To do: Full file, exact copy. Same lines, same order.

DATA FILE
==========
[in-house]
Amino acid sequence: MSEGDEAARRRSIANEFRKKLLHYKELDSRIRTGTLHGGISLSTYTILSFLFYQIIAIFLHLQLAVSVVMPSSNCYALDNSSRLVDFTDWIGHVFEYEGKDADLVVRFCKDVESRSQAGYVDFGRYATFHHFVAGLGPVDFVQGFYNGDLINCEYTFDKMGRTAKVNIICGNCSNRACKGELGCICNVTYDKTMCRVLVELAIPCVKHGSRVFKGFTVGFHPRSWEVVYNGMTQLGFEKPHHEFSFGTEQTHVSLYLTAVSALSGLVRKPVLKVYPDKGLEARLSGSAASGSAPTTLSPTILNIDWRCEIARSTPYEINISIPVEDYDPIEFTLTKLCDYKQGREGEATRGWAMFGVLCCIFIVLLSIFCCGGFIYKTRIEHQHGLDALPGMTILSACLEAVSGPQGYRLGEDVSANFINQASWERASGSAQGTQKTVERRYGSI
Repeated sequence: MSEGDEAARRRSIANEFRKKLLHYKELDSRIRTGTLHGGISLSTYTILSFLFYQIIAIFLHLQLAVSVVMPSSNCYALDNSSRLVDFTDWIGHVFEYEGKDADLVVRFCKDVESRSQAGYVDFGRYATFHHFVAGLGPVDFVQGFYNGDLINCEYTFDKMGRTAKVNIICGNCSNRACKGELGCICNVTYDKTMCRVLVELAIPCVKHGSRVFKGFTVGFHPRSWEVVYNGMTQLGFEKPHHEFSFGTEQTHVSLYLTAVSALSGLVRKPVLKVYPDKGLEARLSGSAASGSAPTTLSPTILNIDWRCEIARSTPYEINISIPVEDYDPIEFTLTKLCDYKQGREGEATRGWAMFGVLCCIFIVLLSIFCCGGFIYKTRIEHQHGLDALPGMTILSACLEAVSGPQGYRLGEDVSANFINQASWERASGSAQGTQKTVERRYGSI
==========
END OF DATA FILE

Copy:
[in-house]
Amino acid sequence: MSEGDEAARRRSIANEFRKKLLHYKELDSRIRTGTLHGGISLSTYTILSFLFYQIIAIFLHLQLAVSVVMPSSNCYALDNSSRLVDFTDWIGHVFEYEGKDADLVVRFCKDVESRSQAGYVDFGRYATFHHFVAGLGPVDFVQGFYNGDLINCEYTFDKMGRTAKVNIICGNCSNRACKGELGCICNVTYDKTMCRVLVELAIPCVKHGSRVFKGFTVGFHPRSWEVVYNGMTQLGFEKPHHEFSFGTEQTHVSLYLTAVSALSGLVRKPVLKVYPDKGLEARLSGSAASGSAPTTLSPTILNIDWRCEIARSTPYEINISIPVEDYDPIEFTLTKLCDYKQGREGEATRGWAMFGVLCCIFIVLLSIFCCGGFIYKTRIEHQHGLDALPGMTILSACLEAVSGPQGYRLGEDVSANFINQASWERASGSAQGTQKTVERRYGSI
Repeated sequence: MSEGDEAARRRSIANEFRKKLLHYKELDSRIRTGTLHGGISLSTYTILSFLFYQIIAIFLHLQLAVSVVMPSSNCYALDNSSRLVDFTDWIGHVFEYEGKDADLVVRFCKDVESRSQAGYVDFGRYATFHHFVAGLGPVDFVQGFYNGDLINCEYTFDKMGRTAKVNIICGNCSNRACKGELGCICNVTYDKTMCRVLVELAIPCVKHGSRVFKGFTVGFHPRSWEVVYNGMTQLGFEKPHHEFSFGTEQTHVSLYLTAVSALSGLVRKPVLKVYPDKGLEARLSGSAASGSAPTTLSPTILNIDWRCEIARSTPYEINISIPVEDYDPIEFTLTKLCDYKQGREGEATRGWAMFGVLCCIFIVLLSIFCCGGFIYKTRIEHQHGLDALPGMTILSACLEAVSGPQGYRLGEDVSANFINQASWERASGSAQGTQKTVERRYGSI